It’s September, which means gyms, golf courses and sports clubs are full of new participants using the beginning of the school year as a reason to jump-start their fitness goals, and old clients returning from lazy weeks of vacation. The one aspect they should all be paying attention to: principles of progression.
Although that might sound like something pertaining to guitar chords or education, it’s fitness terminology for how to safely and yet effectively increase your exercise load to see gains in strength and endurance. Hint: You can’t and shouldn’t try to go from visiting the gym once a month to bench-pressing your weight, or from being couch potato to running a six-minute mile overnight.
But how do we know where to start and when to progress?
If you’re a neophyte or have been out of your routine for six months or longer, small and frequent doses of exercise are the way to go. Washington personal trainer Elizabeth Brooks suggests starting with light cardio for 20 minutes three times a week, weight-bearing exercise for 20 minutes two times a week, as well as 10 minutes of daily stretching. That’s a combined 150 minutes of exercise per week — similar to government guidelines.
“But that’s just a base. You still need to think about how you can keep moving throughout the day, every day,” Brooks says.
For those who have been semiactive during the summer or just away for a short while, Brooks’s recommendations are different. “If you’ve been away for a few weeks, you might start back with the same activities you were doing before your break, just decrease the intensity,” she says. Instead of doing a regular pullup you might do a modified one (where the feet rest on the floor, the bar is only a few feet off the ground and your body is at an incline).
This also means that Brooks’s clients will “get back to basics.” First they will do body-weight (no dumbbells or machines) exercises — to make sure their bodies are moving soundly and safely on their own. “Once your body-weight squat looks good, we can consider adding weights,” Brooks says.
Max Prokopy is an exercise physiologist at the SPEED Clinic at the University of Virginia School of Medicine (the acronym stands for Strength, Power, Endurance, Education and Development). He offers these guidelines for increasing intensity:
•Easy to moderate running: No more than a 10 percent increase in distance or duration per week, so a 20-minute run becomes 22 minutes, or a 2-mile run becomes 2.2 miles.
•Golfing: No more than a 20 percent game-time increase per week.
Prokopy says increasing intensity too quickly — going from nothing to four consecutive days of 18 to 36 holes — often means that aspects such as swing technique become compromised, and injuries or severe soreness and fatigue can be the fallout.
For weights, the timing and level of progression are more difficult to gauge. Adding 10 percent a week for bench press would mean you could become a bodybuilder in no time. Or, more likely, get hurt. “Basically, the greater the intensity of the exercise, the more gradual the increase,” Prokopy says. He and the other experts suggest using form, ease and level of soreness as indications that it’s time to — slightly — increase the amount of weight.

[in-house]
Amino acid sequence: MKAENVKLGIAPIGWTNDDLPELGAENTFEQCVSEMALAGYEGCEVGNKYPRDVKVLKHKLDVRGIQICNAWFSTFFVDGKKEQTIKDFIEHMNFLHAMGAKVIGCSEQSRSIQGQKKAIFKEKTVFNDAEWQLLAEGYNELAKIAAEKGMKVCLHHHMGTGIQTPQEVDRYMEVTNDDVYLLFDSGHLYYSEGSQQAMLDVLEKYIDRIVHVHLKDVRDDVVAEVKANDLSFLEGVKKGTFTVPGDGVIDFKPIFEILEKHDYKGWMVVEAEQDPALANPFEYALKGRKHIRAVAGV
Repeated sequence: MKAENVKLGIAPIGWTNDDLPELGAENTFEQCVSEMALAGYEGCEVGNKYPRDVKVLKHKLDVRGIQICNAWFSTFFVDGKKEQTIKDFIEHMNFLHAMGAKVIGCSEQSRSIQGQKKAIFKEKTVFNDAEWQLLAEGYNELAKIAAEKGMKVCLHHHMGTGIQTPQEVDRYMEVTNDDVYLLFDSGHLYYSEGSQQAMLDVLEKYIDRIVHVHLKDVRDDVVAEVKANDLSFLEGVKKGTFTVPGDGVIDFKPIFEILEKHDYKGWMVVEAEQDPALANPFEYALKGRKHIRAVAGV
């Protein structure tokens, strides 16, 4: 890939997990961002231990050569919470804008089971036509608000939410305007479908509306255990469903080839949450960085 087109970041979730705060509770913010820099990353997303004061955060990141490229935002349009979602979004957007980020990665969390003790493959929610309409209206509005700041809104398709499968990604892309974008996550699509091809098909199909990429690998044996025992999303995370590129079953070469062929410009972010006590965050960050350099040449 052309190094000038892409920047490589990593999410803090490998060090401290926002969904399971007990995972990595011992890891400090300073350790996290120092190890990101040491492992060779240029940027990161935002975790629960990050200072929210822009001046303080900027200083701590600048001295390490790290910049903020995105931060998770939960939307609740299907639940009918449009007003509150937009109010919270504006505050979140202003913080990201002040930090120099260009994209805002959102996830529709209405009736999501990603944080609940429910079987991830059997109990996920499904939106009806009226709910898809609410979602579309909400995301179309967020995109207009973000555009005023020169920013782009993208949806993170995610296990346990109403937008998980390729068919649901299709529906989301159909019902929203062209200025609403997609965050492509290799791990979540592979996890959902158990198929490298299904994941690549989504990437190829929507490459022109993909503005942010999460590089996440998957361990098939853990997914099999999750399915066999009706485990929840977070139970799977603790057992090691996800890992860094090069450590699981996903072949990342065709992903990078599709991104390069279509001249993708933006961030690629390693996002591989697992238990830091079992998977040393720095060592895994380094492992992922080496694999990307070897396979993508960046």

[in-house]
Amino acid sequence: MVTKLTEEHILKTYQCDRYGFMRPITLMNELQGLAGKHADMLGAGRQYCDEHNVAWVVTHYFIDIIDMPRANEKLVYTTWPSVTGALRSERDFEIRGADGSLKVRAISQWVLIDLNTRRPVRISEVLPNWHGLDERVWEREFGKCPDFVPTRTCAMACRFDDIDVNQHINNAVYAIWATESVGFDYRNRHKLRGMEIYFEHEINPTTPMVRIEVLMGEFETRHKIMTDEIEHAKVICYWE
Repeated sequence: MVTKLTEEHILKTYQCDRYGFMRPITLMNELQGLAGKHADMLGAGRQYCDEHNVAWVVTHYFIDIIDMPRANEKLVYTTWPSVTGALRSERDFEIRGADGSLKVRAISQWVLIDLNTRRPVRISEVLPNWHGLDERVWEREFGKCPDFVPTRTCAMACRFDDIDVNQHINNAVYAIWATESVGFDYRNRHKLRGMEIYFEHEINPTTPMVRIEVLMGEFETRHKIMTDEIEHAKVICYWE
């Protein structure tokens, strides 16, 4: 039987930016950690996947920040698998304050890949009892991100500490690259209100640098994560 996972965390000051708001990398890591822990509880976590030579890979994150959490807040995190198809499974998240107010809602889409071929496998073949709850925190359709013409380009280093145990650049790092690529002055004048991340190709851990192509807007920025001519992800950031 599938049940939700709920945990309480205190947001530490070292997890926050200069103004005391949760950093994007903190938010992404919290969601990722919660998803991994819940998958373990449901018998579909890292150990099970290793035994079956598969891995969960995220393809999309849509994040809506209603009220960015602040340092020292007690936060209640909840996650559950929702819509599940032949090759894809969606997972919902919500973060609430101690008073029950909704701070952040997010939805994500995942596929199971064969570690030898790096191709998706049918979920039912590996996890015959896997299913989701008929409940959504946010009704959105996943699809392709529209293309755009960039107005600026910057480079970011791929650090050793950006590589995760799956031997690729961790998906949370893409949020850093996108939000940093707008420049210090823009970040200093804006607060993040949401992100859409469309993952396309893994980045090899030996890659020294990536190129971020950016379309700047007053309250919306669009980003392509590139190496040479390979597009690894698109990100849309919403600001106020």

In fact, form, ease and soreness can be important indicators of when to progress any fitness routine, and might serve athletes better than automatic increases in distance, duration or weight. “Listen to the body,” Brooks says. Can you use and maintain good form throughout a particular movement or duration? Has your routine stopped posing a challenge? Are you no longer sore after your workouts? Then it could be time to increase intensity.
“I always tell my clients that when it comes to fitness we want to focus on being well-rounded and not to get too focused on numbers,” says Mike Tanoory, a personal trainer in Washington. By numbers, he’s referring to those on your scale, your Garmin watch or your dumbbells. So rather than, for example, getting caught up in running at a certain clip, mix it up and hit several facets of fitness, such as range of motion, coordination, balance and strength, as well as cardio.
Being well-rounded isn’t just a great way to stay injury-free, Tanoory says, but also to keep workouts interesting so that hopefully we continue to do them every day for the rest of our lives. “This never ends. There is no age it stops. Finding a way to incorporate these good habits in your daily life is key,” Tanoory says. Note that he said “daily.” Being sedentary during the week and then working like a college athlete during the weekend is a sure route to injury.
Finally, remember that your fitness is your fitness, the experts say. In other words, listen to your body and don’t worry about what another runner or gymgoer is doing. Progress — whatever that means to you (getting stronger, faster, gaining endurance, losing weight) — happens when you work out consistently and progress gradually.
“Take your cues from how you feel,” Brooks says. “Not from the latest fitness trend, other people in the gym or a TV program.”
Boston is a fitness trainer and freelance writer. She can be found at gabriellaboston.com .